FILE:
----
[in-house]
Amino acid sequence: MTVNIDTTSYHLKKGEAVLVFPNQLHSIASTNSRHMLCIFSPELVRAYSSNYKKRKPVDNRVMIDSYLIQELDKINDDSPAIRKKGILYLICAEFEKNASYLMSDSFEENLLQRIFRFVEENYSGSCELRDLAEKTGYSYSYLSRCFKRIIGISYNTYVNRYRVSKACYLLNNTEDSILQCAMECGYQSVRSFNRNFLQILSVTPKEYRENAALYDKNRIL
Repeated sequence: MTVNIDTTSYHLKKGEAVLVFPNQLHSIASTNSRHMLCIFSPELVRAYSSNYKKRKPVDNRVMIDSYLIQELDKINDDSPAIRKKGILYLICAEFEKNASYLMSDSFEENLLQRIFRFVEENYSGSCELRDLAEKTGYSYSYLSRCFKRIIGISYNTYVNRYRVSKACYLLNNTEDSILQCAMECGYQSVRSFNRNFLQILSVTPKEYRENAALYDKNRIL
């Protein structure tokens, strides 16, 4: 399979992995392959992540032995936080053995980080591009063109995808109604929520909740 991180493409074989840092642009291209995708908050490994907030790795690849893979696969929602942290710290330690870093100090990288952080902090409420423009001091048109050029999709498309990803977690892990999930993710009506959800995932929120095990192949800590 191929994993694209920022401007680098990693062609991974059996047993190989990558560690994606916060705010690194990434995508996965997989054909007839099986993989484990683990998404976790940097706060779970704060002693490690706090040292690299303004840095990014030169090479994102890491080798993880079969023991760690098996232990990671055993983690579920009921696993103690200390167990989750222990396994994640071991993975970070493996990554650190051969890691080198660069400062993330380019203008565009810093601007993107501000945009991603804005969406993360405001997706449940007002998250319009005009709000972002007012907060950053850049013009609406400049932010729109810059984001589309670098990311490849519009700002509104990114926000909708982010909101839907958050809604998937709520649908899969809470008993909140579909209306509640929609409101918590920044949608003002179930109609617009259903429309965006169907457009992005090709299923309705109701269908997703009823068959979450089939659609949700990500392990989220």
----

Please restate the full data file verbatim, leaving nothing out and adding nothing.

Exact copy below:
[in-house]
Amino acid sequence: MTVNIDTTSYHLKKGEAVLVFPNQLHSIASTNSRHMLCIFSPELVRAYSSNYKKRKPVDNRVMIDSYLIQELDKINDDSPAIRKKGILYLICAEFEKNASYLMSDSFEENLLQRIFRFVEENYSGSCELRDLAEKTGYSYSYLSRCFKRIIGISYNTYVNRYRVSKACYLLNNTEDSILQCAMECGYQSVRSFNRNFLQILSVTPKEYRENAALYDKNRIL
Repeated sequence: MTVNIDTTSYHLKKGEAVLVFPNQLHSIASTNSRHMLCIFSPELVRAYSSNYKKRKPVDNRVMIDSYLIQELDKINDDSPAIRKKGILYLICAEFEKNASYLMSDSFEENLLQRIFRFVEENYSGSCELRDLAEKTGYSYSYLSRCFKRIIGISYNTYVNRYRVSKACYLLNNTEDSILQCAMECGYQSVRSFNRNFLQILSVTPKEYRENAALYDKNRIL
């Protein structure tokens, strides 16, 4: 399979992995392959992540032995936080053995980080591009063109995808109604929520909740 991180493409074989840092642009291209995708908050490994907030790795690849893979696969929602942290710290330690870093100090990288952080902090409420423009001091048109050029999709498309990803977690892990999930993710009506959800995932929120095990192949800590 191929994993694209920022401007680098990693062609991974059996047993190989990558560690994606916060705010690194990434995508996965997989054909007839099986993989484990683990998404976790940097706060779970704060002693490690706090040292690299303004840095990014030169090479994102890491080798993880079969023991760690098996232990990671055993983690579920009921696993103690200390167990989750222990396994994640071991993975970070493996990554650190051969890691080198660069400062993330380019203008565009810093601007993107501000945009991603804005969406993360405001997706449940007002998250319009005009709000972002007012907060950053850049013009609406400049932010729109810059984001589309670098990311490849519009700002509104990114926000909708982010909101839907958050809604998937709520649908899969809470008993909140579909209306509640929609409101918590920044949608003002179930109609617009259903429309965006169907457009992005090709299923309705109701269908997703009823068959979450089939659609949700990500392990989220």